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Support & Insight for the Autumn of Life

Sandwiched Between Kids & Alzheimer’s – 5 Tips

“SANDWICH GENERATION CAREGIVERS” live sandwiched between their kids and their Alzheimer’s parent. All the new activity can add to an already hectic schedule. 5 tips can help keep the balance.

National surveys have found that approximately one quarter of dementia caregivers are “sandwich generation” caregivers — meaning that they care not only for an aging parent, but also for children under age 18. Two-thirds of sandwich generation caregivers are holding down jobs, stretching themselves even thinner as they try to balance competing priorities.

According the 2017 Alzheimer’s Association Facts and Figures report – sandwich generation caregivers indicate lower quality of life and diminished health and health behaviors (for example, less likely to choose healthful foods and less likely to exercise) compared with non-sandwich generation caregivers or non-caregivers.

The Alzheimer’s Association’s Top 5 Tips to Support Sandwich Caregivers

1. Take Care of Yourself – It can be easy to neglect your health while caring for others, but making sure you are healthy can help you be a better caregiver to others. Try to eat well, exercise and get plenty of rest. Carving out just 30 minutes a day for yourself to do something you enjoy (exercise, reading or watching TV) can go a long way to reducing caregiver stress. The "Caregiver Bill of Rights" offers good tips for recognizing and relieving caregiver stress.

2. Maintain Good Communication – A major stressor for sandwich generation caregivers are feelings of guilt when caregiving tasks detract from time spent with family. Check out Dr. Peter Rabin’s video, "6 Ways to Stop Guilt from Dementia Care." Help your spouse/partner and children understand the demands you’re facing and enlist their help and support. A 2017 Alzheimer’s Association survey found that 91 percent of Americans believe it takes a village to care for a person living with Alzheimer’s, but many caregivers fail to ask for help.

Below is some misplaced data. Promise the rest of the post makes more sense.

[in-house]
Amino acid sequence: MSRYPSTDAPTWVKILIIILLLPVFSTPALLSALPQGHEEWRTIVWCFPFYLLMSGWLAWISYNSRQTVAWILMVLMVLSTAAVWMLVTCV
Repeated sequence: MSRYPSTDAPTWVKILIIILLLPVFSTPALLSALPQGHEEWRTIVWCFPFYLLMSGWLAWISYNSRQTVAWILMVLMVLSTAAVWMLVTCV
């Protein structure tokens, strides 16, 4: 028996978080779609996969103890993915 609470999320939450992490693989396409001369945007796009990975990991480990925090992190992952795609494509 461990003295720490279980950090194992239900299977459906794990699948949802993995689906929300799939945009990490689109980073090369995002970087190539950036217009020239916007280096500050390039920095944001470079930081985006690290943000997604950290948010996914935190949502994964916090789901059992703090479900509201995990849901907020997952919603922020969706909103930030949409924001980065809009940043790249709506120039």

3. Seek Support – Check out the left-hand column of topics on any page of . (Mobile users can find it below on any page in the green section.) There you will find an organized list of topics to over a thousand videos and articles on Alzheimer’s and dementia. Contact the Alzheimer’s Association or use their online Community Resource Finder to locate dementia care resources in your area. Adult day programs, in-home assistance, companions and meal delivery are just some of the services that can help you manage daily tasks. Visit the Alzheimer’s and Dementia Caregiver Center to learn more and access care training resources, including free online workshops.

4. Talk to Your Employer – A 2015 AARP report found that 53 percent of employed caregivers indicate their employers offered flexible work schedules. Some companies allow telecommuting. Discuss potential accommodations that can be made that will allow you to remain productive at work while balancing caregiver responsibilities at home.

5. Know You’re Doing Your Best – 

Remember that the care you provide makes a difference and that you are doing the best you can.

You may feel guilty because you can’t do more, but you are only one person.

Identify priorities and focus on those tasks most essential. Delegate lesser responsibilities to others. For support and encouragement, join ALZConnected, the Alzheimer’s Association’s online caregiver community.


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B. Berger

B. Berger

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This site was inspired by my Mom’s autoimmune dementia.

It is a place where we separate out the wheat from the chaffe, the important articles & videos from each week’s river of news. With a new post on Alzheimer’s or dementia appearing on the internet every 7 minutes, the site’s focus on the best information has been a help to many over the past 15 years. Thanks to our many subscribers for your supportive feedback.

The site is dedicated to all those preserving the dignity of the community of people living with dementia.

Peter Berger, Editor


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